What is COLLATERALIZED MORTGAGE OBLIGATION? What does COLLATERALIZED MORTGAGE OBLIGATION mean? COLLATERALIZED MORTGAGE OBLIGATION meaning - COLLATERALIZED MORTGAGE OBLIGATION definition - COLLATERALIZED MORTGAGE OBLIGATION explanation.
Source: Wikipedia.org article, adapted under https://creativecommons.org/licenses/by-sa/3.0/ license.
A collateralized mortgage obligation (CMO) is a type of complex debt security that repackages and directs the payments of principal and interest from a collateral pool to different types and maturities of securities, thereby meeting investor needs. CMOs were first created in 1983 by the investment banks Salomon Brothers and First Boston for the U.S. mortgage liquidity provider Freddie Mac. (The Salomon Brothers team was led by Gordon Taylor. The First Boston team was led by Dexter Senft).
Legally, a CMO is a debt security issued by an abstraction - a special purpose entity - and is not a debt owed by the institution creating and operating the entity. The entity is the legal owner of a set of mortgages, called a pool. Investors in a CMO buy bonds issued by the entity, and they receive payments from the income generated by the mortgages according to a defined set of rules. With regard to terminology, the mortgages themselves are termed collateral, 'classes' refers to groups of mortgages issued to borrowers of roughly similar credit worthiness, tranches are specified fractions or slices, metaphorically speaking, of a pool of mortgages and the income they produce that are combined into an individual security, while the structure is the set of rules that dictates how the income received from the collateral will be distributed. The legal entity, collateral, and structure are collectively referred to as the deal. Unlike traditional mortgage pass-through securities, CMOs feature different payment streams and risks, depending on investor preferences. For tax purposes, CMOs are generally structured as Real Estate Mortgage Investment Conduits, which avoid the potential for "double-taxation."
Investors in CMOs include banks, hedge funds, insurance companies, pension funds, mutual funds, government agencies, and most recently central banks. This article focuses primarily on CMO bonds as traded in the United States of America.
The term "collateralized mortgage obligation" technically refers to a security issued by specific type of legal entity dealing in residential mortgages, but investors also frequently refer to deals put together using other types of entities such as real estate mortgage investment conduits as CMOs.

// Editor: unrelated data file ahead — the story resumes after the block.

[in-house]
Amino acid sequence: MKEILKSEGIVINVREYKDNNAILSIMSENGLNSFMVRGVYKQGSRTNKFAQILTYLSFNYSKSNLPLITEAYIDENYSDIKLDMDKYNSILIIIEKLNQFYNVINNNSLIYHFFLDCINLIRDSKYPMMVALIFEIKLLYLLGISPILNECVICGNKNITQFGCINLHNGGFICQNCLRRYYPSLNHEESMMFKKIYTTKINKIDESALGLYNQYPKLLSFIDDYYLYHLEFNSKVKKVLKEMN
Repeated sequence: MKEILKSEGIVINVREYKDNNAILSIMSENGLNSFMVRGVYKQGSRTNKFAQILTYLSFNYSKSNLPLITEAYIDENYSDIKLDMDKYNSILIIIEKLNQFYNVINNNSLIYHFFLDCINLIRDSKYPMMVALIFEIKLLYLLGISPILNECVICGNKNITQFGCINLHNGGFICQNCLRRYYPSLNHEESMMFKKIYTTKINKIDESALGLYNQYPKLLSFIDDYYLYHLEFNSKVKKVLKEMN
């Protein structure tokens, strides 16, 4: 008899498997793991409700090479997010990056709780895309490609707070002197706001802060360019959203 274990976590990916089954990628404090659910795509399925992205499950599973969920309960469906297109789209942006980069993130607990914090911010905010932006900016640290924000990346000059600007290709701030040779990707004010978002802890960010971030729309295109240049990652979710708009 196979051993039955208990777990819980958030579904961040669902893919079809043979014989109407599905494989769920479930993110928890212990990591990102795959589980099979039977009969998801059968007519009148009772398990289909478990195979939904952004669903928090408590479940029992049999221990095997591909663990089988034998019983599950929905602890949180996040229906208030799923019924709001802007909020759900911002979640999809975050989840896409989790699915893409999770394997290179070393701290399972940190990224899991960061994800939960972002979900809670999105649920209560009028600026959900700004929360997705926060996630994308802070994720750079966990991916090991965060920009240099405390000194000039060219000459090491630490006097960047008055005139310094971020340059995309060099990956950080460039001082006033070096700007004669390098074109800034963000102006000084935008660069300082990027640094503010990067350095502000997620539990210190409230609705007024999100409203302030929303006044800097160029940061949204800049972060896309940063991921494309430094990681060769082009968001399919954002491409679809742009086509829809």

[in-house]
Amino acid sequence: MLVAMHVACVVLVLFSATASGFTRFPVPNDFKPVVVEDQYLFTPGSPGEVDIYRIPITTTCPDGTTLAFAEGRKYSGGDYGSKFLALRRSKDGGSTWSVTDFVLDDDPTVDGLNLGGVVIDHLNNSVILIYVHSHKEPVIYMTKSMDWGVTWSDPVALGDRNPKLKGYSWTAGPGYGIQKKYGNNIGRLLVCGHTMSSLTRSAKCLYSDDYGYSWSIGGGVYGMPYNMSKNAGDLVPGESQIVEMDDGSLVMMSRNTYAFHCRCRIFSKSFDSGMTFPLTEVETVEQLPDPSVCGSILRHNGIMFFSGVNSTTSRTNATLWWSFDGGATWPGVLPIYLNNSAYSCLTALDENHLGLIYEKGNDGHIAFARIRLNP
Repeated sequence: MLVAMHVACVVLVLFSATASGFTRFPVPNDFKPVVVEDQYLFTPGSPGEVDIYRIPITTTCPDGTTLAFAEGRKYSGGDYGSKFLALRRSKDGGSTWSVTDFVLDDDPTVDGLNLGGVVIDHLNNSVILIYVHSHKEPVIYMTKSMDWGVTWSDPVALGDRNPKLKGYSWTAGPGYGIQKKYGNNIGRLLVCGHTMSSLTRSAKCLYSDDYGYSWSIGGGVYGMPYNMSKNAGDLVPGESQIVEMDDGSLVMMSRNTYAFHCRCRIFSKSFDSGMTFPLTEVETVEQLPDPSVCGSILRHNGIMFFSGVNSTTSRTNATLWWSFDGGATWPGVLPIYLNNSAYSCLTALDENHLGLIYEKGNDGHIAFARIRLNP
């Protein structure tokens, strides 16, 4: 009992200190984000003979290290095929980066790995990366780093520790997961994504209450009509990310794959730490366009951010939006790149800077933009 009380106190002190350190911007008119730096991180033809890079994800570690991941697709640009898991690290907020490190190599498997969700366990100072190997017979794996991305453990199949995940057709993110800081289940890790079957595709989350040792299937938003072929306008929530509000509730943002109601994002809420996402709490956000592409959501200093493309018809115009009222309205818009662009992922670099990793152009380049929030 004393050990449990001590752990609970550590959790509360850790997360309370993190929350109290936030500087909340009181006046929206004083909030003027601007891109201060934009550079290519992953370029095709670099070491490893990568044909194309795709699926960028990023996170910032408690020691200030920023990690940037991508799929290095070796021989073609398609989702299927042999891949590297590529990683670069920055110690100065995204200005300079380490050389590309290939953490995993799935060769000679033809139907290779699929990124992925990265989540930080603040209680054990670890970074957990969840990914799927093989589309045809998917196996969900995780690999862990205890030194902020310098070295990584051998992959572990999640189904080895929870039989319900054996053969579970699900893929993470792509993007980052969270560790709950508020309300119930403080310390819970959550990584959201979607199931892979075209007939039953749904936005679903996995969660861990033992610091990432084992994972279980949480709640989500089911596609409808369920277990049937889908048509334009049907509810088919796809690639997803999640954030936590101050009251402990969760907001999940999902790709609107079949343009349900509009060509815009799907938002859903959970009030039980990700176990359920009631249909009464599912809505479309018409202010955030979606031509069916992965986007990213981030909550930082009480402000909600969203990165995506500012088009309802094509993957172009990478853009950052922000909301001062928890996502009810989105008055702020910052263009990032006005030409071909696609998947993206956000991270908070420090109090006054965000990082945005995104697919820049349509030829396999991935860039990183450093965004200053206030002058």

The most basic way a mortgage loan can be transformed into a bond suitable for purchase by an investor would simply be to "split it". For example, a $300,000 30 year mortgage with an interest rate of 6.5% could be split into 300 1000 dollar bonds. These bonds would have a 30 year amortization, and an interest rate of 6.00% for example (with the remaining .50% going to the servicing company to send out the monthly bills and perform servicing work). However, this format of bond has various problems for various investors
Even though the mortgage is 30 years, the borrower could theoretically pay off the loan earlier than 30 years, and will usually do so when rates have gone down, forcing the investor to have to reinvest his money at lower interest rates, something he may have not planned for. This is known as prepayment risk.
A 30 year time frame is a long time for an investor's money to be locked away. Only a small percentage of investors would be interested in locking away their money for this long. Even if the average home owner refinanced their loan every 10 years, meaning that the average bond would only last 10 years, there is a risk that the borrowers would not refinance, such as during an extending high interest rate period, this is known as extension risk. In addition, the longer time frame of a bond, the more the price moves up and down with the changes of interest rates, causing a greater potential penalty or bonus for an investor selling his bonds early. This is known as interest rate risk.
Most normal bonds can be thought of as "interest only loans", where the borrower borrows a fixed amount and then pays interest only before returning the principal at the end of a period. On a normal mortgage, interest and principal are paid each month, causing the amount of interest earned to decrease. This is undesirable to many investors because they are forced to reinvest the principal. This is known as reinvestment risk.
On loans not guaranteed by the quasi-governmental agencies Fannie Mae or Freddie Mac, certain investors may not agree with the risk reward tradeoff of the interest rate earned versus the potential loss of principal due to the borrower not paying. The latter event is known as default risk.